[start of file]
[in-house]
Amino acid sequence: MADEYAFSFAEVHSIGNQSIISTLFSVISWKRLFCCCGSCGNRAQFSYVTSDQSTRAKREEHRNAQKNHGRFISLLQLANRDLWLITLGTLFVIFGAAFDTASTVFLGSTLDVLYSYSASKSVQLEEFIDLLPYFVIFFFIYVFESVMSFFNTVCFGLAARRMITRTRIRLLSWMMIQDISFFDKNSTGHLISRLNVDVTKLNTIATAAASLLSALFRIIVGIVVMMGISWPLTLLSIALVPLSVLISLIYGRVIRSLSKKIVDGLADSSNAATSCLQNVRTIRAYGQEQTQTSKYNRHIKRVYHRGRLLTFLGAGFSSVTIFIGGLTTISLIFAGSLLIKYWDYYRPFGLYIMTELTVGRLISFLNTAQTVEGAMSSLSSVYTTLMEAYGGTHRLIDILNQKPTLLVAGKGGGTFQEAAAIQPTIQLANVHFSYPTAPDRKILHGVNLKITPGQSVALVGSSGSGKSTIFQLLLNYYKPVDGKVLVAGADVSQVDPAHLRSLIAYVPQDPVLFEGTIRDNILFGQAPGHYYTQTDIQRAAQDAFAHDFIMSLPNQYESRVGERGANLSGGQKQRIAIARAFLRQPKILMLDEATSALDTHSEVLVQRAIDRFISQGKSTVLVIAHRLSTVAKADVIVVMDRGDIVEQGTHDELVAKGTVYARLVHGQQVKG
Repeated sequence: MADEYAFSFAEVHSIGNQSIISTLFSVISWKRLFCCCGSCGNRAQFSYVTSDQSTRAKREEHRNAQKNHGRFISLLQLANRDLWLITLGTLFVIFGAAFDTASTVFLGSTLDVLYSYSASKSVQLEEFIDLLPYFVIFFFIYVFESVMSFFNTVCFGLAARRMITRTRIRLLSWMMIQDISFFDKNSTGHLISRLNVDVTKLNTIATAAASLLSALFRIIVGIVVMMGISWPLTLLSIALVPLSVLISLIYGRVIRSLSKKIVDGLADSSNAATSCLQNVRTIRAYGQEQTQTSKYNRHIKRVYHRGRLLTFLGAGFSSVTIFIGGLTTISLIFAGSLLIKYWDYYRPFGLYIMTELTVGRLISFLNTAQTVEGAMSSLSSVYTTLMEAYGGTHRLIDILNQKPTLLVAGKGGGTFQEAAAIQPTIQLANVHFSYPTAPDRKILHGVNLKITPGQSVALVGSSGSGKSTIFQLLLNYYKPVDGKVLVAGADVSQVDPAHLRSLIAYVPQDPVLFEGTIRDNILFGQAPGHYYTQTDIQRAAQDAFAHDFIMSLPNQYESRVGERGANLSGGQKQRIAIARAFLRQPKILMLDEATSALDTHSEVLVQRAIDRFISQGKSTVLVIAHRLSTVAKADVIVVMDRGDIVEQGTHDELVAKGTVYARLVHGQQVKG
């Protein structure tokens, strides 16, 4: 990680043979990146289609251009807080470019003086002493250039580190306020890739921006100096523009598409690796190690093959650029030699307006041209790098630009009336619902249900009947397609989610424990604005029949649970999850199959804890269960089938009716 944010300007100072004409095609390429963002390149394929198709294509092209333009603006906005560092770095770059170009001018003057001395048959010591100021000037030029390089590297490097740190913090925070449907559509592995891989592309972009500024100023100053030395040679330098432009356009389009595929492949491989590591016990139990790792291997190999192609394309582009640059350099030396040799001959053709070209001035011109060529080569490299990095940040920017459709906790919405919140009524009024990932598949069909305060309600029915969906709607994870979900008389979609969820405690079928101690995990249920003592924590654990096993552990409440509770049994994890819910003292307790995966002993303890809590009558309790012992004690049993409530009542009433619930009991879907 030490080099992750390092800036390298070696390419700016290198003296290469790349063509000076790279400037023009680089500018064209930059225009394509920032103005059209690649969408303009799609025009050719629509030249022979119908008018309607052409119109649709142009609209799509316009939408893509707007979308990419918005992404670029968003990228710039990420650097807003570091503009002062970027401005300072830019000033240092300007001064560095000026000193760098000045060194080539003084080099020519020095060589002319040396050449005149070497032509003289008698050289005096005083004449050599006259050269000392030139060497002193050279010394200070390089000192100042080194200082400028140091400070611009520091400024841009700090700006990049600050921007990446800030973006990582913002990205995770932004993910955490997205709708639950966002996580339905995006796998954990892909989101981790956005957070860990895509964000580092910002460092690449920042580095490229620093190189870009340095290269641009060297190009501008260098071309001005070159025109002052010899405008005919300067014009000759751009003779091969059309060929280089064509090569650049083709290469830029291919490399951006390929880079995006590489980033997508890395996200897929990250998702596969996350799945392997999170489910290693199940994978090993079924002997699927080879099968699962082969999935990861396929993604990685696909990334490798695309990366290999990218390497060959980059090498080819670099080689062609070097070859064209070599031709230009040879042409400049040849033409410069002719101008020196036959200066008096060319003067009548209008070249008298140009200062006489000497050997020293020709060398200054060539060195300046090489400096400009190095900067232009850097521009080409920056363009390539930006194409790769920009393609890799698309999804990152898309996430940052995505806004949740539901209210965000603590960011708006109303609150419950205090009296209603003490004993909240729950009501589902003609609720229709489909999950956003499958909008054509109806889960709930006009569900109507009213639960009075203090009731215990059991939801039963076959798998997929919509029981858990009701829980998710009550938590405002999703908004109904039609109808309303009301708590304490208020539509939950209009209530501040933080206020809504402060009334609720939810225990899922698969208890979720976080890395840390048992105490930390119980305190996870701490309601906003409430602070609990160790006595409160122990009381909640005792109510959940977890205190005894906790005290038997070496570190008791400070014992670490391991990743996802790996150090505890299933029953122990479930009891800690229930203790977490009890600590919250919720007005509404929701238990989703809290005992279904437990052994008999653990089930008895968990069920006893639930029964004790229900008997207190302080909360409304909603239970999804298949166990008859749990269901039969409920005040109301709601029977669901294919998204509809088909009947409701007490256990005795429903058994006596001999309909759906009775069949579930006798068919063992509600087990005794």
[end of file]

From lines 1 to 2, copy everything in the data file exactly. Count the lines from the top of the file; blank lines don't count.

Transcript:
[in-house]
Amino acid sequence: MADEYAFSFAEVHSIGNQSIISTLFSVISWKRLFCCCGSCGNRAQFSYVTSDQSTRAKREEHRNAQKNHGRFISLLQLANRDLWLITLGTLFVIFGAAFDTASTVFLGSTLDVLYSYSASKSVQLEEFIDLLPYFVIFFFIYVFESVMSFFNTVCFGLAARRMITRTRIRLLSWMMIQDISFFDKNSTGHLISRLNVDVTKLNTIATAAASLLSALFRIIVGIVVMMGISWPLTLLSIALVPLSVLISLIYGRVIRSLSKKIVDGLADSSNAATSCLQNVRTIRAYGQEQTQTSKYNRHIKRVYHRGRLLTFLGAGFSSVTIFIGGLTTISLIFAGSLLIKYWDYYRPFGLYIMTELTVGRLISFLNTAQTVEGAMSSLSSVYTTLMEAYGGTHRLIDILNQKPTLLVAGKGGGTFQEAAAIQPTIQLANVHFSYPTAPDRKILHGVNLKITPGQSVALVGSSGSGKSTIFQLLLNYYKPVDGKVLVAGADVSQVDPAHLRSLIAYVPQDPVLFEGTIRDNILFGQAPGHYYTQTDIQRAAQDAFAHDFIMSLPNQYESRVGERGANLSGGQKQRIAIARAFLRQPKILMLDEATSALDTHSEVLVQRAIDRFISQGKSTVLVIAHRLSTVAKADVIVVMDRGDIVEQGTHDELVAKGTVYARLVHGQQVKG